Probably the busiest part of Sydney, you wouldn’t expect Circular Quay to have bars and restaurants that locals would enjoy. But here are a few places we love to eat and drink at in Sydney.
A perfect tourist trap storm, Circular Quay is the convergent point of two of Australia’s most recognisable icons—the Harbour Bridge and the Opera House—not to mention the main hub for ferries, an important train station and the end of the line for the light rail trams.
Also here are museums, galleries, theatres, access to the Botanic Gardens, the historic Rocks District—so where’s good to eat in Circular Quay?
Or are you destined for a sad playoff between MacDonald’s, Hungry Jacks and Subway?
And what about bars at Circular Quay? Surely you’re not limited to the Ship, or worse the Paragon, where a midi of beer will set you back upwards of $11 and a part of your soul?
Thankfully, like so many touristy spots worldwide, you only have to scratch at Circular Quay’s surface and step back a street or two from the crowds to discover a wonderful array of truly superb options.
Where to eat and drink at Circular Quay
Of course, if you’re looking for something extra-special (and you’ve booked way in advance), the likes of Aria and Cafe Sydney are right here at Circular Quay. But here are dining options that are much easier going on your wallet and patience.
Deux Frères Pintxos and Bar
As if plucked from the cobbled lanes of San Sebastián or Bayonne, Deux Frères Pintxos and Bar offers a true taste of Basque Country. This cosy little venue, with its open kitchen and broad counter displaying goodies on pintxos sticks, serves an array of Basque delicacies.
Tender yet crunchy croquetas of Iberia jamon or house-cured bacalao fish, buttery brioche topped with the likes of foie gras pate or brie and Serrano ham are the perfect snack to start you off.
There are more substantial items on the menu. From the hibachi grill, the cider-glazed coil of chorizo that’s presented on a terracotta pig then set afire with calvados, or the ‘piperade Basque’—a typical spicy tomato-and-capsicum dish from the region—finished with a baked egg in the middle, will fill up the corners and leave you feeling very satisfied.
All the food here pairs perfectly with the dry and slightly fizzy wine of the region Txakoli (“tshako-li”), which has lovely fresh apple notes to it and is poured from a great height from the bottle.
Hinchcliff House—Grana, Lana and Bar Apollonia
Close to Deux Frères, Hinchcliff House has three floors of bars and restaurants (and another for events) each with a different Italian nuance.
At the top, Lana—Italian for ‘wool’—is a beautifully converted wool shed and serves elegant Italian and Asian dishes, less in fusion more in compliment of one another. Seafood alongside classic Italian staples like stracciatella, tagliatelle and ragu make up this experiential menu.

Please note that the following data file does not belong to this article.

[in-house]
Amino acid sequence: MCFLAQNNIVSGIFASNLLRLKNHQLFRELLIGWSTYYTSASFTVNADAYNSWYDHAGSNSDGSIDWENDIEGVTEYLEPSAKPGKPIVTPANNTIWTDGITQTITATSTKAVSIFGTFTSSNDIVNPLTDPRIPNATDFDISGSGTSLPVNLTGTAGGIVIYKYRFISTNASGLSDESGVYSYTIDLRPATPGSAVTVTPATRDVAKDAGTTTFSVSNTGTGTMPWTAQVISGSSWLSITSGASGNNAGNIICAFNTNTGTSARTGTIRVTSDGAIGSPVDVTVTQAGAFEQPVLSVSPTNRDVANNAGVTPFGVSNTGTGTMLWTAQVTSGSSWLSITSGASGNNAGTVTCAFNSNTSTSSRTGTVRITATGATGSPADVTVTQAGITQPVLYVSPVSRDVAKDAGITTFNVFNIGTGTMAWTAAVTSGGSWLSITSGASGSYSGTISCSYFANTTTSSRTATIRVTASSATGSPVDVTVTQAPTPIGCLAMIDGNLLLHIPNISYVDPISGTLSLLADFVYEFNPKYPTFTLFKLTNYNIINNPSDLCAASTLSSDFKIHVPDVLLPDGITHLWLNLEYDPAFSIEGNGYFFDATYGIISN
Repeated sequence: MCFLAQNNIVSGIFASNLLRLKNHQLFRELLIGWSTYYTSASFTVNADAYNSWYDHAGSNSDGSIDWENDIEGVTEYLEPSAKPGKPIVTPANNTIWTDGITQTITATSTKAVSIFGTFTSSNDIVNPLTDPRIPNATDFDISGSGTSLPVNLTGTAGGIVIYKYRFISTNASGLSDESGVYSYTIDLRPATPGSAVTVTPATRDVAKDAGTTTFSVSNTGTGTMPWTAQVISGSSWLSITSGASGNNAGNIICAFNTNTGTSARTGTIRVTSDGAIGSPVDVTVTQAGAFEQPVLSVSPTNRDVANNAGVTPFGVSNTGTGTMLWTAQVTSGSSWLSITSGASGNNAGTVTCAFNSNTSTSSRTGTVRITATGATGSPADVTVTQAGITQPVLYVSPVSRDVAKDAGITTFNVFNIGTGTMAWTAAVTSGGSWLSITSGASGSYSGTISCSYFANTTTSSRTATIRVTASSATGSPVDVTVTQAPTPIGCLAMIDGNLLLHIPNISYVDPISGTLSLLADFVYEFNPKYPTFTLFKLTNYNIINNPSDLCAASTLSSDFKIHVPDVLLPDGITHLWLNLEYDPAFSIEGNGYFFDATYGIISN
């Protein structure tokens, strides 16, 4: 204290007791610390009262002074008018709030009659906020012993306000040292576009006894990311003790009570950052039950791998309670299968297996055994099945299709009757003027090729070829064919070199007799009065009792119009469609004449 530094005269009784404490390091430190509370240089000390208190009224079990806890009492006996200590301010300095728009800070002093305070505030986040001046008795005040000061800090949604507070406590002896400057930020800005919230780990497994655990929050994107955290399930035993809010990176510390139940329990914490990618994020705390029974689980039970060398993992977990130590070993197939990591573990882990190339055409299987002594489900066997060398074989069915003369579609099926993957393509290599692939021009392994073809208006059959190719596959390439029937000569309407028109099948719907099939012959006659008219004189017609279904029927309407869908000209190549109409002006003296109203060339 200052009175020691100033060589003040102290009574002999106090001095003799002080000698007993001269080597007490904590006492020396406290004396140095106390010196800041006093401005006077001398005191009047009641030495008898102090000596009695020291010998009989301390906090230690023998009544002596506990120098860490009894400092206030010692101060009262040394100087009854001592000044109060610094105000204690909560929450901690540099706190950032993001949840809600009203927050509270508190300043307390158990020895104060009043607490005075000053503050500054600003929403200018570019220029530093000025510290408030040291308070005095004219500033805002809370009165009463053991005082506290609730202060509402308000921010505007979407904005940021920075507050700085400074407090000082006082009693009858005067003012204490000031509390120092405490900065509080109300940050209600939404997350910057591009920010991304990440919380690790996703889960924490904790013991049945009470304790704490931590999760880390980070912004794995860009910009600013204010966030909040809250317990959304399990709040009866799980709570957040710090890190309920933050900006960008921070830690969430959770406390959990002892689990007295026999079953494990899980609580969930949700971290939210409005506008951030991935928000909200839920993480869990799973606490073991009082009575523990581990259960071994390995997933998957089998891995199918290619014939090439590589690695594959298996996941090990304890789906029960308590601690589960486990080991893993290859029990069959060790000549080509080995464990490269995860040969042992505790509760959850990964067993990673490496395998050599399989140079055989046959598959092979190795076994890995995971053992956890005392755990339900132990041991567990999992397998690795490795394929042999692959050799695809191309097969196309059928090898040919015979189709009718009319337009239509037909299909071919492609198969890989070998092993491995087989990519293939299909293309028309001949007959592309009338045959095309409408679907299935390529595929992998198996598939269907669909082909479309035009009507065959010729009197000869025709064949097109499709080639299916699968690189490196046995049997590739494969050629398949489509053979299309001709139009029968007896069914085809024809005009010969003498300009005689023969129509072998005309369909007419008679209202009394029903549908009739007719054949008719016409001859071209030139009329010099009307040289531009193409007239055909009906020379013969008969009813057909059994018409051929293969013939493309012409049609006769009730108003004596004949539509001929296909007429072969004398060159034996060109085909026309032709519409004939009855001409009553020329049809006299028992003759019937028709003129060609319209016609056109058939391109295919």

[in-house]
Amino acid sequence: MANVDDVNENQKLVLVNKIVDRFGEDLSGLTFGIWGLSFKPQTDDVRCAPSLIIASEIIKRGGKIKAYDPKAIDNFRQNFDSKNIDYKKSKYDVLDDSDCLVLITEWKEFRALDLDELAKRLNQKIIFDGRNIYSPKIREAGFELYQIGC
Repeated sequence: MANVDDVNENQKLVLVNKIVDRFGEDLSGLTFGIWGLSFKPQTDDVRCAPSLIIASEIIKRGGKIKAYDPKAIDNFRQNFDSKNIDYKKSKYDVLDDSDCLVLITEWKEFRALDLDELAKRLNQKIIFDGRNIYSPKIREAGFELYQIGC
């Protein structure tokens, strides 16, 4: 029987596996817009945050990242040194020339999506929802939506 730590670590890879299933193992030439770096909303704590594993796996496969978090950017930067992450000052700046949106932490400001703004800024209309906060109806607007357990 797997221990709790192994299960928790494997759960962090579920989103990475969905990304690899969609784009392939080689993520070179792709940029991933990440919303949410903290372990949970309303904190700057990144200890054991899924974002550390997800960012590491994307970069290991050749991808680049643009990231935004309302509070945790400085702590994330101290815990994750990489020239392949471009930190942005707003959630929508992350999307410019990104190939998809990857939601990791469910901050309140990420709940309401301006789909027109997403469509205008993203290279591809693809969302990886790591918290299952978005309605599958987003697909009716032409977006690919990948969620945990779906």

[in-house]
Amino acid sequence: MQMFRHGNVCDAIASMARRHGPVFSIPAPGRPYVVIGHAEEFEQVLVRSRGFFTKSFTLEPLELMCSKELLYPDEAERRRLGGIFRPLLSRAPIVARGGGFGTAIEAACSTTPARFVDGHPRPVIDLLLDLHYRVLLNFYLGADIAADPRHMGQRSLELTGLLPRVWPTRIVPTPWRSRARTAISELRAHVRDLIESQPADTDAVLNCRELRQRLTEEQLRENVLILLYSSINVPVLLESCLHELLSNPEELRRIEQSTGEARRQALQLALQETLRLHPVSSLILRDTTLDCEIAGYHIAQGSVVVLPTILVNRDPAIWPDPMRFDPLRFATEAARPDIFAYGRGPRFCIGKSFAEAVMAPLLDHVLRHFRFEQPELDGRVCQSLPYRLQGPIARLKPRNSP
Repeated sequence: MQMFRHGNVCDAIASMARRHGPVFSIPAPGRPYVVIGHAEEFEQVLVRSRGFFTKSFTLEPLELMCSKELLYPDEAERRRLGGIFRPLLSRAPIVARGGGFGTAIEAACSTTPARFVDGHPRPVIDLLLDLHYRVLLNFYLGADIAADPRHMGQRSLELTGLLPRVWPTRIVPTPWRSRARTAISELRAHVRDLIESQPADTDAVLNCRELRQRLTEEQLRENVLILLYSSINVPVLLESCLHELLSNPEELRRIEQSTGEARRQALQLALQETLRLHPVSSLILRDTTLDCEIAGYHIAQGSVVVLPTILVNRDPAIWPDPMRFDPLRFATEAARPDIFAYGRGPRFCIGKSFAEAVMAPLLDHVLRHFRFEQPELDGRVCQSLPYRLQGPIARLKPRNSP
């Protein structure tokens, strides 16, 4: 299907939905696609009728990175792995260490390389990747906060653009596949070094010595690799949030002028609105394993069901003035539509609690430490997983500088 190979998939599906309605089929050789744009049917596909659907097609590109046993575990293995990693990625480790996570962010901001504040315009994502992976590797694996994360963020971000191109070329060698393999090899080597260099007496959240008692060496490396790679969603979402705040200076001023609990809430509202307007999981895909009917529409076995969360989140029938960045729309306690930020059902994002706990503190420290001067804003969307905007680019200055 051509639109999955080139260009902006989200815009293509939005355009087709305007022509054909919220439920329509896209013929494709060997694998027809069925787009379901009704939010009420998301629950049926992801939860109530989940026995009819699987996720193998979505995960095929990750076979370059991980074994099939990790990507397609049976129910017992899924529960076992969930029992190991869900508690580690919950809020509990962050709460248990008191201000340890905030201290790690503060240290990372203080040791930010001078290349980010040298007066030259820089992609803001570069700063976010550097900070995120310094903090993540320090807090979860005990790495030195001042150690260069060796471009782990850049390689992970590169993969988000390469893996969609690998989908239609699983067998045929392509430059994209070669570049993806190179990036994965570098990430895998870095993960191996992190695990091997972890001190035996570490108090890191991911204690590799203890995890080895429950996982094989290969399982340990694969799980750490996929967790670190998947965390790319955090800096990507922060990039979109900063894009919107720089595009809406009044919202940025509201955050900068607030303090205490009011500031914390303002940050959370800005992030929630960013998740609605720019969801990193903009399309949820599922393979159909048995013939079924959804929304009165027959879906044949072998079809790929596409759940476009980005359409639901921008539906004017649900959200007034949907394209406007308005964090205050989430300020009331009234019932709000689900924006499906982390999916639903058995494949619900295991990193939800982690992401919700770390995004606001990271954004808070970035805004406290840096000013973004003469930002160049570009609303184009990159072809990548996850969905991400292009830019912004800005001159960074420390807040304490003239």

Grana—Italian for ‘grain’ is on the ground floor, where not only does the kitchen make its own bread and pasta, but the mill here grinds specialty heritage grains into its own flour.
Obviously, pasta and bread feature on the menu, but there’s a wealth of traditional and modern Italian dishes on offer too.
Downstairs is Apollonia, Hinchcliff House’s bar. This moody subterranean watering-hole specialises in negronis and other Italian specialties. The bar gets its name from Apollonia Vitelli-Corleone from The Godfather and has all the romance and drama of that iconic cinematic masterpiece—minus the mafia of course.
The Spice Room
For me, of all things to find on the shores of Sydney Harbour, a really good Indian restaurant was the least expected. But this cosy cave-like curry house is easily one of the best in the city.
Featuring many of the classics and a few lesser-known dishes, The Spice Room offers more than just food and drink. Service here is warm and friendly, and the window to the kitchen gives a rare glimpse into an Indian restaurant’s inner workings.
Whisky and cocktail bars
As well as Apollonia, there are some excellent options for a dram or a well-crafted cocktail around Circular Quay.
Bar Messenger, part of the Intercon Hotel, is a magnificent new bar packed with beautiful detail and character. Its elegant ‘20s vibe comes to life with quirky elements like the huge painting that doubles as the secret front door and the glass wall showing off the sandstone cliff the building sits against.
Highlander Whisky Bar—part of the Sir Stamford Hotel on Macquarie Street—has a huge selection of Scotch and whiskies from around the world. Its cosy decor makes you feel like your in a private bar in the Scottish Highlands.
Bar Besuto and its superb omakase restaurant of the same name is squeezed into one of the little laneways of the new eating precinct Sydney Place. Bar Besuto has the biggest range of Japanese whisky in the country, some of them incredibly rare.
For foodcourt style options, Gateway has a multitude of choices from fine-dining Malay-Chinese and steakhouses to crepes to gelaterias. It’s good for a cheeky sandwich or sushi and even has a burger joint.
It’s exciting to see how this tiny section of Sydney has grown so many great places to eat and drink at. And it feels like more are popping up all the time.
What used to be a part of the city you’d avoid, Circular Quay is becoming one of Sydney’s best areas for going out.